It’s slightly fussy to wear. The twist has a tendency to straighten itself out and then it looks like the side seams are crooked. Burda’s garment photo has this problem too so it’s not just my version! I suppose I could take it in a little to try to make it stay put but I think that might end with it becoming uncomfortable. I wore it quite a lot over the Christmas break despite all this so I’m calling it a qualified success. I doubt I’ll make it another but this one has a place in my wardrobe.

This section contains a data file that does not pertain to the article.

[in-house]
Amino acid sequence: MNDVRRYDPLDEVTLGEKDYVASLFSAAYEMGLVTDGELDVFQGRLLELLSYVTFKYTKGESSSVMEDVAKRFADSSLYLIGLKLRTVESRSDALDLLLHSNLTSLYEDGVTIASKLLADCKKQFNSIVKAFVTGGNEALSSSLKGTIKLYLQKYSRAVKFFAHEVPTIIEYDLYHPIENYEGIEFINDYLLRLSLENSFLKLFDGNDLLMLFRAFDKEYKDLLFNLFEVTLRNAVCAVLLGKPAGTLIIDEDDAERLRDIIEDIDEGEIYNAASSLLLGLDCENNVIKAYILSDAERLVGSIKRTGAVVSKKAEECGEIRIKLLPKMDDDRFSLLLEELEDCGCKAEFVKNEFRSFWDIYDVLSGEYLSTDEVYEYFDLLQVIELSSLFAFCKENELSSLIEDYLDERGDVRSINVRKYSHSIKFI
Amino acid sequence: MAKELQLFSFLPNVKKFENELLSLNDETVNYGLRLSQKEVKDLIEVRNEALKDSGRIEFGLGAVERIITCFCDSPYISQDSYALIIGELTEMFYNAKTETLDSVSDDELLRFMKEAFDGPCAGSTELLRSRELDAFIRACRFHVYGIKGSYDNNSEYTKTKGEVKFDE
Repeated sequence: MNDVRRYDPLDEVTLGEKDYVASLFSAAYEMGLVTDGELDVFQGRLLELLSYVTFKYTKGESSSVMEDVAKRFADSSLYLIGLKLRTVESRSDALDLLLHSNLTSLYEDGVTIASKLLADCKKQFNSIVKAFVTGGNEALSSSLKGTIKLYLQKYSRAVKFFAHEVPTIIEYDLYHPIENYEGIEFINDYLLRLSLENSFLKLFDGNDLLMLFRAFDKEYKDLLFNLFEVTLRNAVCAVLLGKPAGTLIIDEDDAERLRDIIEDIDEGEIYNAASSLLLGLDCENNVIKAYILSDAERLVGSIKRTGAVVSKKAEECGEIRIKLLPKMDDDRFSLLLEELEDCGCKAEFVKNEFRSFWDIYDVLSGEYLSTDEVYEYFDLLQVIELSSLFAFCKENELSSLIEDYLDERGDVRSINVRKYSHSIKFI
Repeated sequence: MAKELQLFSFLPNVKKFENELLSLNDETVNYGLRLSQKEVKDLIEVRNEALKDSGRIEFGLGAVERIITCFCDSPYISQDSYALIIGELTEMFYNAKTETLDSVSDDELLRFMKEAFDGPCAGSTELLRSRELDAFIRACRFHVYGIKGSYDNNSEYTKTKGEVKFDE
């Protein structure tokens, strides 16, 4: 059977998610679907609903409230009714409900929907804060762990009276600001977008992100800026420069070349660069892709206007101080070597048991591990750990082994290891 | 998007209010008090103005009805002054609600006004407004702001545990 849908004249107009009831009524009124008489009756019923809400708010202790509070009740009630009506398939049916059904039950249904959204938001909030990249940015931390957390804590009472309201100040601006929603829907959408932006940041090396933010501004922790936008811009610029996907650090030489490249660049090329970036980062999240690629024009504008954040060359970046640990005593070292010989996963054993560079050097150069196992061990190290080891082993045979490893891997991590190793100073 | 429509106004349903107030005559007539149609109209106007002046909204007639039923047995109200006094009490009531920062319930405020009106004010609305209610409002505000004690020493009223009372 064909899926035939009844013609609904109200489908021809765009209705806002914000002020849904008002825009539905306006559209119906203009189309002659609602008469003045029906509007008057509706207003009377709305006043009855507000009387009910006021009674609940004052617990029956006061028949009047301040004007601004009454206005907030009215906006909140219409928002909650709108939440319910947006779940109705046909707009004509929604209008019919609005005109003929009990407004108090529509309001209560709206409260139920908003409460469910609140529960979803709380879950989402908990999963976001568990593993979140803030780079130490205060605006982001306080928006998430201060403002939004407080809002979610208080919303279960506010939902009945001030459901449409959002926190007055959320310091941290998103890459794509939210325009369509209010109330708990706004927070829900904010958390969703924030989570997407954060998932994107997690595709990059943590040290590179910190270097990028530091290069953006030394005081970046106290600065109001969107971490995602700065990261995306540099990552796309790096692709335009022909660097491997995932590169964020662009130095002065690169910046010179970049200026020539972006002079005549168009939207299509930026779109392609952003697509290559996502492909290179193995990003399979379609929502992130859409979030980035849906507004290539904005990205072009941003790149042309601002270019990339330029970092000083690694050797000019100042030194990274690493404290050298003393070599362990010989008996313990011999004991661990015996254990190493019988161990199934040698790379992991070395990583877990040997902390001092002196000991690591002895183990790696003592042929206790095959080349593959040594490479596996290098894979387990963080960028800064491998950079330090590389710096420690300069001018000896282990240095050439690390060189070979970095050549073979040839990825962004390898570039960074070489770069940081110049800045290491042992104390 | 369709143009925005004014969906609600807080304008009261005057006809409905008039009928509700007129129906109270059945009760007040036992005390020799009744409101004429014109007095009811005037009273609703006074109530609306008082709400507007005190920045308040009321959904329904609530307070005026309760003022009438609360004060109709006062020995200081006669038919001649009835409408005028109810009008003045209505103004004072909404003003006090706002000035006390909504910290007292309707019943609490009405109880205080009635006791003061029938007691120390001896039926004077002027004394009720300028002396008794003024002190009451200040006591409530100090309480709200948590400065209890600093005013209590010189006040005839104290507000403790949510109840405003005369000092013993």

Thanks for all the suggestions about a belt for the Jedi dress. There’s a clear majority in favour of metallic so I’m going with that. Janene came up the great idea of making one out of metallic pleather and it just so happens that I have some silver pleather scraps over from another project – here’s hoping there’s enough left!

Striped goodness: Vogue 8866 top

Sometimes the pattern comes first, sometimes the fabric. A few months ago I bought an interesting remnant in the sale room at Misan Fabrics. It’s a highly textured blue knit on a black backing. The textured side has what I can only describe as ripply stripes. I didn’t have any immediate plans for it but it was too good to pass up: warm, stretchy, and a bit different.

Blue textured doubleknit